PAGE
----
“What’s the Best Way for Parents to Keep Their Children Safe Online?”

blog_image_comp_securityThe question that tops this story was recently posed to a panel of security and parenting experts by safesoundfamily.com. One of those experts was none other than our own CEO, Todd Morris, who offered one of the many salient pieces of advice found in the article. Let’s take a look at his advice as well as some of the other experts’.

The most frequently cited recommendation for parents looking to keep their children safe online is to simply talk to them. Having an open dialogue about not only the technology kids are using, but how they’re using it, is essential to protecting them.

“Talk about the websites they go to, about how to avoid ads/enticements, about how to be polite to others when communicating online, about how to respond to personal questions from others, and generally all those things adults know about human relationships that kids don’t know yet,” said Aaron Harder, founder of Entropy Multimedia, Inc.

In addition to your children trusting you enough to tell you when they may be in danger online, some of the experts harped on teaching kids to rely on themselves as well.

“Teach them to trust their own judgement rather than rely entirely on technical solutions and conflicting ‘official’ information resources,” says David Hartley, an IT security consultant. “That sounds simple enough, but you also have to help direct them towards strategies for developing sound analysis and judgement, what educationalists call critical thinking.”

This recurring theme of “knowledge is power” permeated the whole article. Not only knowledge of what children are doing online, but also the technology that they’re using.

“You don’t need a Ph.D. in Internet technology to be a great cyber-parent,” says Donna Rice Hughes, President and CEO of Enough is Enough. “However, you do need to make a commitment to become familiar with the technology your children use and to stay current with Internet safety issues.”

In addition to educating yourself to the how and what of your children’s online activity, Hemanshu (Hemu) Nigam of SSP Blue, an online security consultancy, suggests that you have your children teach you about what they know about technology.

“Kids love to teach as much as they love to learn. Hold a technology learning class every week where you are the student and your child is the teacher,” he says, going on to enumerate topics your kids can cover in these classes.

Some of the suggestions in the piece were as simple as googling your child’s name once a month to keep abreast of what image they’re projecting to the public with their online presence.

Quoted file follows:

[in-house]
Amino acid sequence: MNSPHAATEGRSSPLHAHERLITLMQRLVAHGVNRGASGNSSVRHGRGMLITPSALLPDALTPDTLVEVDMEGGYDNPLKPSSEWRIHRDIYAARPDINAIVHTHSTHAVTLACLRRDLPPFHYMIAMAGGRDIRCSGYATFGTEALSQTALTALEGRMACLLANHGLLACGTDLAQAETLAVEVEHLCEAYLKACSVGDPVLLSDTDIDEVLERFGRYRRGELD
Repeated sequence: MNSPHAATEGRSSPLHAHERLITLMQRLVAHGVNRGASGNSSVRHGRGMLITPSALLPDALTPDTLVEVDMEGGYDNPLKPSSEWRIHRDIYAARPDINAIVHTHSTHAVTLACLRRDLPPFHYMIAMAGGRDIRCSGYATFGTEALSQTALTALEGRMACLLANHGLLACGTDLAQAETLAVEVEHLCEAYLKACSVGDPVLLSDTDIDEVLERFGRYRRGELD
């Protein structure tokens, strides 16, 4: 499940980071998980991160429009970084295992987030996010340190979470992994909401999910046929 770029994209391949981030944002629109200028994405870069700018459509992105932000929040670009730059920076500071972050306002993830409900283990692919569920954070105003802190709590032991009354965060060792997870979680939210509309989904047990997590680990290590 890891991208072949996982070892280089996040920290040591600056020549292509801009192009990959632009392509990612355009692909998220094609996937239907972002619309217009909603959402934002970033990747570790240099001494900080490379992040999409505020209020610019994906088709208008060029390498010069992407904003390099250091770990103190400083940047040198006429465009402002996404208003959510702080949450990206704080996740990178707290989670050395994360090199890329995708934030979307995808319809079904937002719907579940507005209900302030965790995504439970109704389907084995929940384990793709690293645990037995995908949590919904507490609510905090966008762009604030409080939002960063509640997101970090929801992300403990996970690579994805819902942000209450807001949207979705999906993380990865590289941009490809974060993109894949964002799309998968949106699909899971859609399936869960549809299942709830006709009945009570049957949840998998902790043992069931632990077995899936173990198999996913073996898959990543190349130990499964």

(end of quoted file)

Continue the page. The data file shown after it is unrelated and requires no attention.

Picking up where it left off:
Of course, being a tech-based company, BrickHouse Security and our CEO Todd Morris come out on the side of knowing what digital options are available for keeping children safe.

“Today, your 13-year-old could be texting sexually charged messages, communicating with potential predators or enduring online bullying while sitting next to you on the couch,” he writes. “It’s scary, but it’s a fact.”

“So what are your options?,” Morris continues. “There are plenty of easy-to-use technology solutions out there – simple, affordable ways to monitor your kids’ activity on their phones and computers, even after the communications have been deleted.”

Of course, there are larger implications to using this type of surveillance; a gray area that Morris recognizes.

“Only you can decide if these devices fit into your parenting philosophy, but many would argue that it’s not only within your rights as a caregiver to look into teen monitoring options, it’s also a moral imperative,” he says.

While there clearly is no one clear-cut solution to keeping kids safe online, this compilation serves as a greatest hits of the best ways to make sure not only that your kids feel comfortable having a dialogue with you about technology and their digital lives, but also other options that are available if that dialogue breaks down.

About the author  ⁄ Erik Helin

Erik is BrickHouse Security's copy chief. Hailing from the Midwest (Wisconsin), Erik moved to NYC in 2010, securing a job at BrickHouse shortly thereafter. Outside of work he writes about music, does freelance advertising work, and wastes his life on the internet. Aside from no-brainers like cheese and beer, Erik enjoys music, travel, TV, his cat, and Brooklyn.